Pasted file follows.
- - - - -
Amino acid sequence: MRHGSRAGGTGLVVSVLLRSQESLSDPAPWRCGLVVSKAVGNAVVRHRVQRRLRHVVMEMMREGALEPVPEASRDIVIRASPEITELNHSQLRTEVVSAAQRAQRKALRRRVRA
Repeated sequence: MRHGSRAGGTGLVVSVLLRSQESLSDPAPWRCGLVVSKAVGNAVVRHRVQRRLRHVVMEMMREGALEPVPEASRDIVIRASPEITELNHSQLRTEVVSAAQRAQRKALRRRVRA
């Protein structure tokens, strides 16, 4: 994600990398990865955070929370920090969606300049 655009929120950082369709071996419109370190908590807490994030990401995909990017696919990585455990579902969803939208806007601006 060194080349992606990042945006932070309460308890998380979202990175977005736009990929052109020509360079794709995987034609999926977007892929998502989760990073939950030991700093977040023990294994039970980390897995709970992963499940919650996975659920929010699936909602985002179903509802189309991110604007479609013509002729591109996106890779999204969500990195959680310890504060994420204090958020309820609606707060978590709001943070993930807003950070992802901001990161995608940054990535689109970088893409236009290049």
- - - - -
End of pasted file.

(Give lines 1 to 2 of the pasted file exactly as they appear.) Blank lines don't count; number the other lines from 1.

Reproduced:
Amino acid sequence: MRHGSRAGGTGLVVSVLLRSQESLSDPAPWRCGLVVSKAVGNAVVRHRVQRRLRHVVMEMMREGALEPVPEASRDIVIRASPEITELNHSQLRTEVVSAAQRAQRKALRRRVRA
Repeated sequence: MRHGSRAGGTGLVVSVLLRSQESLSDPAPWRCGLVVSKAVGNAVVRHRVQRRLRHVVMEMMREGALEPVPEASRDIVIRASPEITELNHSQLRTEVVSAAQRAQRKALRRRVRA